What the future holds?
Speaking of the future, one must understand that though intermodal and multimodal forms of transportation are not new, however they are still very much relevant. The options in the modalities make them flexible and, therefore, sustain their long-term growth. With incoming technological advents, the blockchain is an interesting development that supports intermodal and multimodal transportation of goods. It helps in the real-time tracking of goods and improves risk management. These benefit both the carrier and the customer in securing the cargo.
Members of New Silk Road Network (NSRN) have a plethora of knowledge about these transportation methods. We spoke to Przemysław Hołowacz, the Chief Development Officer of CSL Poland who spoke about the intermodal transport’s relevance along the New Silk Road and what possibilities can be utilized. He explains that, “…intermodal transport is gaining in importance, both on the Silk Road and in Europe. Intermodal is an alternative to sea transport, mainly due to shorter delivery times. It also ensures the security and continuity of the delivery of goods. This was evident during the pandemic.”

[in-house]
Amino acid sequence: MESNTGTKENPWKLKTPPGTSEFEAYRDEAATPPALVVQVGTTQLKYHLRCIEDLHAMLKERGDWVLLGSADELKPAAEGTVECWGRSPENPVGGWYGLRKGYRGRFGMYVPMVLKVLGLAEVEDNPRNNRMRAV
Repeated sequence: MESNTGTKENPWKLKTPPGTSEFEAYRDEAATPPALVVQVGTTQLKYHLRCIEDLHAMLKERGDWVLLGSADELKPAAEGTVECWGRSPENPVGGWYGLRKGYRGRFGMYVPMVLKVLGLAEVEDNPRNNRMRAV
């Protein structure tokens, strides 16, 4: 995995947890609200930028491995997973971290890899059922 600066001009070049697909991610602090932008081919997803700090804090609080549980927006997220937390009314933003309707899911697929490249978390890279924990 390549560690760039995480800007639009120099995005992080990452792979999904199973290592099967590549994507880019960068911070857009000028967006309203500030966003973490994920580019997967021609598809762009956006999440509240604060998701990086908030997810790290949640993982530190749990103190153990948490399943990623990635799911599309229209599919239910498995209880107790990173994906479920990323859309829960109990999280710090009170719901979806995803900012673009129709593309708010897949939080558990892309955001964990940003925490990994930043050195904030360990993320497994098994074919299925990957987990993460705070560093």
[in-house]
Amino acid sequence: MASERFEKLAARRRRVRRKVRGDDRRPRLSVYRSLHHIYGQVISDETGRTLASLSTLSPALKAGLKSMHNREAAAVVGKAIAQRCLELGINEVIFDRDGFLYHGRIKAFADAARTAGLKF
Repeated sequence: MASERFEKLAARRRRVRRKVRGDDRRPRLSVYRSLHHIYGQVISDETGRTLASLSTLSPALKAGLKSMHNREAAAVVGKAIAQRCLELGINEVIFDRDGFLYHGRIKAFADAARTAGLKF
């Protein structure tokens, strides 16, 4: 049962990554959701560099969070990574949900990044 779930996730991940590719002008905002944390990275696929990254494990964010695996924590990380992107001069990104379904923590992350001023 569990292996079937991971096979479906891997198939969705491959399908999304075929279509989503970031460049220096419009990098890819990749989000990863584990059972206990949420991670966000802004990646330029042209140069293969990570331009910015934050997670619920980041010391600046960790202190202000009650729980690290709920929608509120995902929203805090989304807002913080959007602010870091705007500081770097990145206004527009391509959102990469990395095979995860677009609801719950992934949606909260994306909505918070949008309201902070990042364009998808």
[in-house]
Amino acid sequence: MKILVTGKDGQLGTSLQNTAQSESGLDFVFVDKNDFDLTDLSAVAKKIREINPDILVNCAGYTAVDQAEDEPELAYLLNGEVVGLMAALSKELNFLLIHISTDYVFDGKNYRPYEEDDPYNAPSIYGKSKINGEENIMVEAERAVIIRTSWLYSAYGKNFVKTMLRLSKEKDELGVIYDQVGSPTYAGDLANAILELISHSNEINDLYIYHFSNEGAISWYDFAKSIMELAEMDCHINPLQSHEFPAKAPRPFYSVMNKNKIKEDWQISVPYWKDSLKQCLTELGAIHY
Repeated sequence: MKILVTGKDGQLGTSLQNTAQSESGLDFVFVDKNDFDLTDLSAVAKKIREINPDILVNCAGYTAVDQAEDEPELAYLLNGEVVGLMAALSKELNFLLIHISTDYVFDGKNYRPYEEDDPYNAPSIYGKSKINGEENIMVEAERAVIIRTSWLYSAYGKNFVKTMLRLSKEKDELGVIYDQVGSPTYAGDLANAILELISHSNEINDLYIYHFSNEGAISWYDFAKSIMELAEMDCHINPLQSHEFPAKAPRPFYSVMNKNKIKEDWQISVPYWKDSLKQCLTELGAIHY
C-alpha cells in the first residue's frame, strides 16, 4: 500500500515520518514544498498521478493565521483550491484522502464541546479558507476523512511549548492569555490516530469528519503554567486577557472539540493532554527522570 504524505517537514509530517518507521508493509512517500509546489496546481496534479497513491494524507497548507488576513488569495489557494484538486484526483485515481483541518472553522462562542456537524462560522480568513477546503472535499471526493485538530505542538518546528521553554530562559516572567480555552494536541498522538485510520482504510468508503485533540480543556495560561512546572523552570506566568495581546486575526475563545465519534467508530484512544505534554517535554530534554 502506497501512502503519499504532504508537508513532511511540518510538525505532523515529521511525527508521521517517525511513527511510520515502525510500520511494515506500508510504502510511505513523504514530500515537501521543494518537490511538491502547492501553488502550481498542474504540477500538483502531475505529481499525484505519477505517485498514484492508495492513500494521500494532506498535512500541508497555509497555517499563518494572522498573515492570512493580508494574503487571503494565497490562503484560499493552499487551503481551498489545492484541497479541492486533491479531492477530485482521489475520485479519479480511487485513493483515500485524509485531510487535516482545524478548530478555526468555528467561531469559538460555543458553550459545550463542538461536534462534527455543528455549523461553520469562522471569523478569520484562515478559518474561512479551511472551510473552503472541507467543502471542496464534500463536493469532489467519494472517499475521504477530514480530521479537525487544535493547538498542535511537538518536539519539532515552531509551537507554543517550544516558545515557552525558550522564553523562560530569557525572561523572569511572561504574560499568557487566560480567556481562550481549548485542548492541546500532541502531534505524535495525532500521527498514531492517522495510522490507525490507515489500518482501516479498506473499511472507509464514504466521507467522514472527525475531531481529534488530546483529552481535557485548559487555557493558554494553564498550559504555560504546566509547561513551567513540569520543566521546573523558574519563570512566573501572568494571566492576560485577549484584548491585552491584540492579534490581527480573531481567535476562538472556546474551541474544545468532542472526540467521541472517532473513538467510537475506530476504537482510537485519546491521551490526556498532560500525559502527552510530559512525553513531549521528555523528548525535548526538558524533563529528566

Further Mr Hołowacz shares an interesting observation, “recently, I have noticed that the proportions of import and export are leveling out, which means that not only Europe buys from China, but also China buys from Europe. The most important challenges facing the Silk Road are the change of trains from wide gauge to standard gauge and the exchange of information between customs duties at the borders. The lack of appropriate line and point infrastructure is also a challenge, but it improves every year”. At the same time he underlines that despite these challenges intermodal transport is gaining traction, he adds,” the European Union's Strategy is to increase the role of intermodal transport around Europe. In a few years, railway, terminal and infrastructure around the terminal, such as warehouses, will make intermodal transport across Europe more flexible and competitive compared to road transport. This may also convert into opportunities for further the development of the New Silk Road.”